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Improving irrigation efficiency in a semi arid sub tropical environment c. leaf expansion and dry matter partitioning

G.D. Keefer, D.F. Yule and J.H. Ladewig

Qld. Dept. of Primary Industries. P.O. Box 81, Emerald. Old. 4720

A third objective of the Emerald irrigation management research programme (l) is to monitor cotton response to a range of irrigation strategies in terms of plant and fruiting development. The height and canopy size of the cotton plant influences the number of potential fruiting sites and fruit setting. It can also influence disease incidence and insect control.


Dry weight of above ground leaf, stem and fruiting parts was regularly measured on one metre sections of row. Leaf area was calculated from total leaf green weight and the green weight of 2 x 20 leaf discs taken from each sample to cover a range of leaf sizes and positions.

Results and Discussion

The more frequently irrigated plants were consistently taller with more main stem nodes than the less frequently irrigated plants. The rates of leaf expansion and the peak leaf areas of each treatment were also closely related to irrigation frequency. In the 82-83 season, the bigger leaf surface of the VF treatment did not result in higher yields. In 83-84 the yields from the VF treatment were again lower than yields from the F treatment even though the leaf area and height differences between the two treatments were not as great as in 82-83. This response is presumably due to waterlogging effects as well as excessive vegetative growth.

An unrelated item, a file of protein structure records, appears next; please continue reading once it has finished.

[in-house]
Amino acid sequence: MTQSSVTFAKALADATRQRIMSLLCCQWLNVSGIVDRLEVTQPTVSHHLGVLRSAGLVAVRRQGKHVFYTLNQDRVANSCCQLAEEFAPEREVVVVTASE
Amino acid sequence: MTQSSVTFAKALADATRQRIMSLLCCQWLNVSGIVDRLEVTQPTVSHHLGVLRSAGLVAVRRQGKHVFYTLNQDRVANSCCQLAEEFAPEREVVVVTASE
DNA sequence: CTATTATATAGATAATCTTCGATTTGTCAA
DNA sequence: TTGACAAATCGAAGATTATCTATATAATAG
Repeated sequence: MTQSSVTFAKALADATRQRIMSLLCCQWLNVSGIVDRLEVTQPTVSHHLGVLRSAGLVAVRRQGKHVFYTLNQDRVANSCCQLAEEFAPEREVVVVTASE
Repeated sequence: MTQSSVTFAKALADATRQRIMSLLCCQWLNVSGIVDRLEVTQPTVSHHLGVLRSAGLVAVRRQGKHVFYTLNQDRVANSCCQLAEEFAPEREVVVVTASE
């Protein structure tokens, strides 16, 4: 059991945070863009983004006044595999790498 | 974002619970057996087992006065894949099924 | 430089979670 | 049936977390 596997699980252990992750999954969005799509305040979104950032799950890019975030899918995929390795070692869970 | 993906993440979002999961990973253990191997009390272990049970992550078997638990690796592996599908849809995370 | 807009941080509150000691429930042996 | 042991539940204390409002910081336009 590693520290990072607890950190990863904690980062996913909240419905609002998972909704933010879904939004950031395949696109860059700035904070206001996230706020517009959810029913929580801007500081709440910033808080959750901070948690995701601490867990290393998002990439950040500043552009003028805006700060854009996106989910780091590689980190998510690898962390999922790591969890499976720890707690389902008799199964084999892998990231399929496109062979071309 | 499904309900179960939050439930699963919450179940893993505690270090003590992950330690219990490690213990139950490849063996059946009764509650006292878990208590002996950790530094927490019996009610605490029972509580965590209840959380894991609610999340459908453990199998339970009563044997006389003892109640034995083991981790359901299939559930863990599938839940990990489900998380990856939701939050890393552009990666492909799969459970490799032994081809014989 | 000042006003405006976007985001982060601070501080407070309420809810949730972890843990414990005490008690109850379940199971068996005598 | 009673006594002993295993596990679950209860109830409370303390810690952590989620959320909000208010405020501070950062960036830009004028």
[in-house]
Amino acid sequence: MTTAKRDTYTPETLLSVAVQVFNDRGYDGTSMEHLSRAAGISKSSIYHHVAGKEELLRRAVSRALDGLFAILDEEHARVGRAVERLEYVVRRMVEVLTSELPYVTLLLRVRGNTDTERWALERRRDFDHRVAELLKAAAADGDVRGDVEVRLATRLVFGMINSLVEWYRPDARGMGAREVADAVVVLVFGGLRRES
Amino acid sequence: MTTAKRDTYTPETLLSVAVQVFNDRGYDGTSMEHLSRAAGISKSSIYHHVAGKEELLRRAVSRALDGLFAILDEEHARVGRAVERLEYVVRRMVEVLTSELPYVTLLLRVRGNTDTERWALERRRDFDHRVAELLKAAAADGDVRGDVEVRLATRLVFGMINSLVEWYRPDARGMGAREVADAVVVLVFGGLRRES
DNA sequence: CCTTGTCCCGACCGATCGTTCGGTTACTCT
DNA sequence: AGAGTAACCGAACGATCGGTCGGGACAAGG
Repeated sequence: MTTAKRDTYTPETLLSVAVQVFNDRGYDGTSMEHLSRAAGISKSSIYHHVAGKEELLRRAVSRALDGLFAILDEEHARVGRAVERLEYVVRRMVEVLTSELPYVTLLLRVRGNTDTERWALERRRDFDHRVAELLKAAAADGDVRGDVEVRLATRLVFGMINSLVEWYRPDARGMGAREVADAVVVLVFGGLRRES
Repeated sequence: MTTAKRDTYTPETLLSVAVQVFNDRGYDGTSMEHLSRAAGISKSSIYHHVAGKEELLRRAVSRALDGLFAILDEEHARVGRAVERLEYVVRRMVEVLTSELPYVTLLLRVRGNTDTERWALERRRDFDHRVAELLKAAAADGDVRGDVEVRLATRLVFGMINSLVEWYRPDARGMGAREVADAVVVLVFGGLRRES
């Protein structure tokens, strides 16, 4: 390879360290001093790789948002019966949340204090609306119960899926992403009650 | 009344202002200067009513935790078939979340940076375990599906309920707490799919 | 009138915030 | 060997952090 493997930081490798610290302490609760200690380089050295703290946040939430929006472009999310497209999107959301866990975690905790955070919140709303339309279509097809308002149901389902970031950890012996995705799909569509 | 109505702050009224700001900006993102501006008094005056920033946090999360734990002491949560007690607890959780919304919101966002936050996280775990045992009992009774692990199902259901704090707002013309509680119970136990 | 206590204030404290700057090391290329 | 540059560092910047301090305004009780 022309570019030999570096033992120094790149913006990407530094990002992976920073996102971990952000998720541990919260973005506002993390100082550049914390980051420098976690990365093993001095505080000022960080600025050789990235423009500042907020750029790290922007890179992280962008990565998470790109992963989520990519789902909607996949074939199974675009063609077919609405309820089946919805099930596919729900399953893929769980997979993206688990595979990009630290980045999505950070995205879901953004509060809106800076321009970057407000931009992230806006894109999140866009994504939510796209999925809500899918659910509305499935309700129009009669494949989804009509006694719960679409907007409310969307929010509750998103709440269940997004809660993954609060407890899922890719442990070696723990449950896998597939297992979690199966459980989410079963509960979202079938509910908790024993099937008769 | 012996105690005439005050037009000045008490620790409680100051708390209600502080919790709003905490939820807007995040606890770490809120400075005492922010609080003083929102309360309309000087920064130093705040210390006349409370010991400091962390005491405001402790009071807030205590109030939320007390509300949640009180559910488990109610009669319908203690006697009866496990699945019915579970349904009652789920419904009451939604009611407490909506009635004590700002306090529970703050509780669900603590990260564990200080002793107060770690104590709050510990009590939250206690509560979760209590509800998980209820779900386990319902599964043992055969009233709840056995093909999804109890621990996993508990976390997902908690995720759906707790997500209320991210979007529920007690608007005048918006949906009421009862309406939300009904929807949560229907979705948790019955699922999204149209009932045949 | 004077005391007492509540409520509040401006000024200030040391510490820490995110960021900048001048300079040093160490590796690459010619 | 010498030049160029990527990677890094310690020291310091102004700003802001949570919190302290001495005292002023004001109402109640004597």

The consistency of canopy development and yield results (l) over two seasons supports the view that a cotton grower can select an irrigation strategy which will grow the type of crop suited to his requirements. If a larger planted area and more efficient use of irrigation are selection criteria then the IF and VIF strategies should be considered. These treatments may be less attractive to insects and the more open canopies may improve the level of insect control and reduce leaf and boll diseases. If near maximum yield is the goal, strategy F should be adopted. The leaf area should be greater than 1 m2 m-2 at the start of flowering and during the following 4-5 weeks irrigation should be frequent enough to maintain leaf expansion as well as produce fruit. This ensures near maximum radiation interception (leaf area 3 m2 m-2 ) prior to peak flower.

The initial rate of boll setting is slightly faster in the IF and VIF treatments than in the F and VF treatments. At harvest bolls made up 65% of above ground biomass in IF and VIF compared with 54% in F and VF treatments. Evidence from other Emerald work and from the literature (2,3) suggests that 'relative fruitfulness' can vary by up to 10% in different nitrogen, irrigation and square removal treatments.

1. Keefer, G.D., Yule. D.F., Ladewig. J.H.. Nickson, D.J. 1985 Proc. 3rd Aust. Agron. Conf., Hobart.

2. Malik, M.N.A.. Edwards. D.G., and Evenson. J.R. 1981 Aust. J. Plant Physiol. 8: 285-91.

3. Constable, G.A., and Hearn. A.B. 1981 Irrig. Sci. 3: 17-28

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